New fantasy novel being touted as next ''Potter''
New fantasy novel being touted as next ''Potter'' -- ''Shadowmancer'' author G.P. Taylor is dealing with newfound success and the comparisons to ''Harry Potter''
The vicar of Ravenscar packed his clerical collar — a thing he wears in church and at photo shoots — and cruised to New York City on the ”Queen Mary 2.” On board, he autographed a few hundred copies of his hit novel in his looping, smiley-face signature and delivered a lecture titled ”How to Write a Best-Seller.” It was well attended: The vicar, a 46-year-old known as G.P. Taylor on dust jackets and Graham to his friends, ranks as an authority on the topic in Britain. His first book — ”Shadowmancer,” a magic-drenched period thriller for ”ages 12 and up” — spent 15 weeks on top of the U.K. paperback charts last summer, besting even J.K. Rowling’s latest wizardly installment. That triumph spurred Taylor’s publishers to repeat their slogan as if it were a mantra: ”hotter than Potter, hotter than Potter.” Now on a mission to turn the catchphrase into the truth, the author’s come to America for a moveable feast of bookseller dinners, lunch interviews, and greenroom fruit plates, and because of the book’s spiritual tilt, he’ll turn up for ”The 700 Club” as well as CNN.
A May morning finds Taylor — secure in the knowledge that his book will shortly debut on the New York Times children’s best-seller list — sitting across from Al Roker on the set of ”Today.” ”Could there be a new children’s book hotter than Potter?” Roker asks. ”Get ready for ‘Shadow’mania!” Thing is, Taylor — though a natural performer who can easily banter with a weatherman — seems dazed by all the attention, only halfway ready for ”Shadow”mania himself.
But, as Taylor later tells it in the lobby of his hotel, making it this far has been a cinch. His success story combines ridiculous ease with even more ridiculous good fortune. He wrote a book because a woman who heard him talk at a church said, ”’You should write a book.’ So, on my way home, there was a huge storm, and I was crossing the moors, and this idea of smuggling, witchcraft, and magic just came.” It was a gothic fantasy in which a trio of 18th-century urchins unite to save the world from the dark spells of a fallen priest; it was a kids’ book because Taylor wanted to write about ”the big questions,” faith and hope, good and evil: ”All the adult books on the market seemed to be written by bald-headed men infatuated with sleeping with young women. Or it was fat women writing diaries. The only people writing things of any worth were translating adult issues to the medium of children’s books.”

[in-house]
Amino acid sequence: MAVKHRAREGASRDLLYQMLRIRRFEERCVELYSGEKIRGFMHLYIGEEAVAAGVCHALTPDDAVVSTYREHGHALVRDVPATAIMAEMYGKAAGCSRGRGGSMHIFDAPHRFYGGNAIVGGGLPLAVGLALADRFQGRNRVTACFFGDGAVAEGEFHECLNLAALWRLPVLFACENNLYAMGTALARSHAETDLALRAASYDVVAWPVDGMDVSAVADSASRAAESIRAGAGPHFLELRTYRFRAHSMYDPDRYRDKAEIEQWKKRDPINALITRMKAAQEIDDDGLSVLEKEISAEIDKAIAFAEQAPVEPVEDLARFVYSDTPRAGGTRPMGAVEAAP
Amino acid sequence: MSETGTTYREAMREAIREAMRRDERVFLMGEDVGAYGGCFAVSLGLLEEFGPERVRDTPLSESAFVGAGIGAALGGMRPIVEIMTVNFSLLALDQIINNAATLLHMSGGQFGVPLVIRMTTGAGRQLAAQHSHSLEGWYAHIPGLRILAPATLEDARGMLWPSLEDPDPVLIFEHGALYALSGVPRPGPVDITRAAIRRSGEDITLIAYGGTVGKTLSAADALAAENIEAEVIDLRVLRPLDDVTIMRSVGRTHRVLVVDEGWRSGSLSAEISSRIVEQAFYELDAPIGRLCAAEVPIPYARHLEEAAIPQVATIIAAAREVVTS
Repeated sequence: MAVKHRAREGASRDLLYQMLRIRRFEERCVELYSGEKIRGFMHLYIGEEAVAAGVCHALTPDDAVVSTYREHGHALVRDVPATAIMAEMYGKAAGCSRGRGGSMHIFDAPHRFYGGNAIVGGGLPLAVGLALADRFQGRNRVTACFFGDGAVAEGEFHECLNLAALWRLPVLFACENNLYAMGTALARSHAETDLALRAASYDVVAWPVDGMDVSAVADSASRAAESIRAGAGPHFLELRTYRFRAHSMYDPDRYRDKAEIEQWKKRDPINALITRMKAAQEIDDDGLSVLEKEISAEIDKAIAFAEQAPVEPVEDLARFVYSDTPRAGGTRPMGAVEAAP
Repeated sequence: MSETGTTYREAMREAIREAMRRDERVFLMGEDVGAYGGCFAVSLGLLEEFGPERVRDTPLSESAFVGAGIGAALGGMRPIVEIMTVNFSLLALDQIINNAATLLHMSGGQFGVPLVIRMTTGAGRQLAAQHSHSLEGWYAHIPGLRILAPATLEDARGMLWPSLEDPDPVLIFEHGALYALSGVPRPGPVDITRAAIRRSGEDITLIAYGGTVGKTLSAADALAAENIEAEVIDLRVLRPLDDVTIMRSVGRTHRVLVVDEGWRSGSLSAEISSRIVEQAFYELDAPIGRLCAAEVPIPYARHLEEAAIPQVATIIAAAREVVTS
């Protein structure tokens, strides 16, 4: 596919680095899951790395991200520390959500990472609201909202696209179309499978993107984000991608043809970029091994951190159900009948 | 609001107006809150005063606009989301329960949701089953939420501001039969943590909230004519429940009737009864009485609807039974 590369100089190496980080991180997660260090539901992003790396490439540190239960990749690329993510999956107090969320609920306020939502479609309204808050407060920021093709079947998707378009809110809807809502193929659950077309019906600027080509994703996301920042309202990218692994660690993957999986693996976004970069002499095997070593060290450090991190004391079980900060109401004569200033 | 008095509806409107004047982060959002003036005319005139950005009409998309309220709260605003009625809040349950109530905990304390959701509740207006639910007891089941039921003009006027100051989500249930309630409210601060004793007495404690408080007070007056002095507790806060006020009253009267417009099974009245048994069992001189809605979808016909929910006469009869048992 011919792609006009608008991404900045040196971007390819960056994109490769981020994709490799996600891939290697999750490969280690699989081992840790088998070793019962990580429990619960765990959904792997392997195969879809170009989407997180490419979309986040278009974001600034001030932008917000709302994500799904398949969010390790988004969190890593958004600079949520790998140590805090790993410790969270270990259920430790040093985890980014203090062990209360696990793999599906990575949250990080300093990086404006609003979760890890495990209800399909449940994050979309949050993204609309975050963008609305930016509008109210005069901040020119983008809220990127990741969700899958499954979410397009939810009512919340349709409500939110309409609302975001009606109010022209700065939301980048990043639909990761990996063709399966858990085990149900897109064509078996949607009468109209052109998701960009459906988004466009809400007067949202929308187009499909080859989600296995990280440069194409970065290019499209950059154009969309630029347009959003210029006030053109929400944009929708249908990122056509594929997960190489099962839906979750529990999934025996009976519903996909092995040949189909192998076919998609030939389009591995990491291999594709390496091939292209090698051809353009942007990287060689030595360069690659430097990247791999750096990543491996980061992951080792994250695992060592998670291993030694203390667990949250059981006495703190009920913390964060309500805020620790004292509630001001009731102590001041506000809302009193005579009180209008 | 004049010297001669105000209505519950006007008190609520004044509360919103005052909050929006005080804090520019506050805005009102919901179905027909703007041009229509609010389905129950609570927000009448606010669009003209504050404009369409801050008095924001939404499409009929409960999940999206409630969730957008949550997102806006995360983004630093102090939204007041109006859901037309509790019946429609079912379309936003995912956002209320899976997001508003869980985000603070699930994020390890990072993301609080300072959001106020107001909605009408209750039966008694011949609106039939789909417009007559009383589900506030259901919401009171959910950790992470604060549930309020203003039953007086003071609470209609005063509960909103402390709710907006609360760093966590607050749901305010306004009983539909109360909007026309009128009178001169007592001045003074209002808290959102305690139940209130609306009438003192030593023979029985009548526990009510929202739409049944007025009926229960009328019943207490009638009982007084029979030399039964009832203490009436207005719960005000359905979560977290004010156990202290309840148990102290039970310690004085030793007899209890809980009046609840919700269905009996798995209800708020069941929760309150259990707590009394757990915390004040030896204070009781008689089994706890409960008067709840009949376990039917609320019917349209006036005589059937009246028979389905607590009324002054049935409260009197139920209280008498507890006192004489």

After nine months, he had a manuscript. After selling his motorcycle, he had the money to self-publish 2,500 copies. After a parishioner passed one along to a publishing bigwig, he had a swank agent and fat multibook deals on both sides of the Atlantic. Taylor stands to make up to $6 million for the movie rights. He sold them to Fortitude Films, cofounded by Lisa Marie Butkiewicz, most notable for her work with Women Influencing the Nation, an ad hoc group ”in support of ‘The Passion of the Christ.”’ Taylor says he was less influenced by her piety — ”I’m the most un-born-again Christian there could be” — than the opportunity to give David a shot against Goliath: ”Why sell to an established film company?”